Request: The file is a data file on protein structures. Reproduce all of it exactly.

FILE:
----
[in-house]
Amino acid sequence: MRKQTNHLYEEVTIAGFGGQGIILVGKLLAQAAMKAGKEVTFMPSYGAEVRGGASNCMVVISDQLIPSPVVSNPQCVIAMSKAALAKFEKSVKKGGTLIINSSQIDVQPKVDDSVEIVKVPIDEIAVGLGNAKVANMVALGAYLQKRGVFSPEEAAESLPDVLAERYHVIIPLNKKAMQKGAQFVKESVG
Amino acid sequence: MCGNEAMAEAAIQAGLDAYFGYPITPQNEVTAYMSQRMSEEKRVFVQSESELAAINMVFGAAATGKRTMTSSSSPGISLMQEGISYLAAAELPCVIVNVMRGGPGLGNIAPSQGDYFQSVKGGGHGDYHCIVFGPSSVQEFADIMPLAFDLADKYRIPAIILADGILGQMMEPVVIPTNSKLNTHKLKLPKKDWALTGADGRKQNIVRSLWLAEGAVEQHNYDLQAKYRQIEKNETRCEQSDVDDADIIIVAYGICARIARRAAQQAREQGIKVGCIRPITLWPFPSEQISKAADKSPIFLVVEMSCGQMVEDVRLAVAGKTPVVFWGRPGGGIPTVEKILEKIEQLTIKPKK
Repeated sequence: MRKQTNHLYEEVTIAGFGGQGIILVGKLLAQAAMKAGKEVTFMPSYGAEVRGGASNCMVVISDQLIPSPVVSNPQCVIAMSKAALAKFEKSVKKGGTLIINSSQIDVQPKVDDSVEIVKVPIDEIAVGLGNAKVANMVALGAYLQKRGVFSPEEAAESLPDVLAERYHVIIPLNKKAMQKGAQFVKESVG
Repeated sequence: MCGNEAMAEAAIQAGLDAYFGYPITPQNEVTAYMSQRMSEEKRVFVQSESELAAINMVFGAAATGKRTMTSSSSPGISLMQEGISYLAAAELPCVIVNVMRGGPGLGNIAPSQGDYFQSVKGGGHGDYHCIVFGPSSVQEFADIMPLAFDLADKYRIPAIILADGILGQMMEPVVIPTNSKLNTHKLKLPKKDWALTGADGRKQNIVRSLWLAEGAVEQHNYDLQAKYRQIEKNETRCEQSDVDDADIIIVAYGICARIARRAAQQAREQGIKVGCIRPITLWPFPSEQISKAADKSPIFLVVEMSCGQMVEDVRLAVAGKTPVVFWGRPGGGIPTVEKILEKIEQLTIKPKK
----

[in-house]
Amino acid sequence: MRKQTNHLYEEVTIAGFGGQGIILVGKLLAQAAMKAGKEVTFMPSYGAEVRGGASNCMVVISDQLIPSPVVSNPQCVIAMSKAALAKFEKSVKKGGTLIINSSQIDVQPKVDDSVEIVKVPIDEIAVGLGNAKVANMVALGAYLQKRGVFSPEEAAESLPDVLAERYHVIIPLNKKAMQKGAQFVKESVG
Amino acid sequence: MCGNEAMAEAAIQAGLDAYFGYPITPQNEVTAYMSQRMSEEKRVFVQSESELAAINMVFGAAATGKRTMTSSSSPGISLMQEGISYLAAAELPCVIVNVMRGGPGLGNIAPSQGDYFQSVKGGGHGDYHCIVFGPSSVQEFADIMPLAFDLADKYRIPAIILADGILGQMMEPVVIPTNSKLNTHKLKLPKKDWALTGADGRKQNIVRSLWLAEGAVEQHNYDLQAKYRQIEKNETRCEQSDVDDADIIIVAYGICARIARRAAQQAREQGIKVGCIRPITLWPFPSEQISKAADKSPIFLVVEMSCGQMVEDVRLAVAGKTPVVFWGRPGGGIPTVEKILEKIEQLTIKPKK
Repeated sequence: MRKQTNHLYEEVTIAGFGGQGIILVGKLLAQAAMKAGKEVTFMPSYGAEVRGGASNCMVVISDQLIPSPVVSNPQCVIAMSKAALAKFEKSVKKGGTLIINSSQIDVQPKVDDSVEIVKVPIDEIAVGLGNAKVANMVALGAYLQKRGVFSPEEAAESLPDVLAERYHVIIPLNKKAMQKGAQFVKESVG
Repeated sequence: MCGNEAMAEAAIQAGLDAYFGYPITPQNEVTAYMSQRMSEEKRVFVQSESELAAINMVFGAAATGKRTMTSSSSPGISLMQEGISYLAAAELPCVIVNVMRGGPGLGNIAPSQGDYFQSVKGGGHGDYHCIVFGPSSVQEFADIMPLAFDLADKYRIPAIILADGILGQMMEPVVIPTNSKLNTHKLKLPKKDWALTGADGRKQNIVRSLWLAEGAVEQHNYDLQAKYRQIEKNETRCEQSDVDDADIIIVAYGICARIARRAAQQAREQGIKVGCIRPITLWPFPSEQISKAADKSPIFLVVEMSCGQMVEDVRLAVAGKTPVVFWGRPGGGIPTVEKILEKIEQLTIKPKK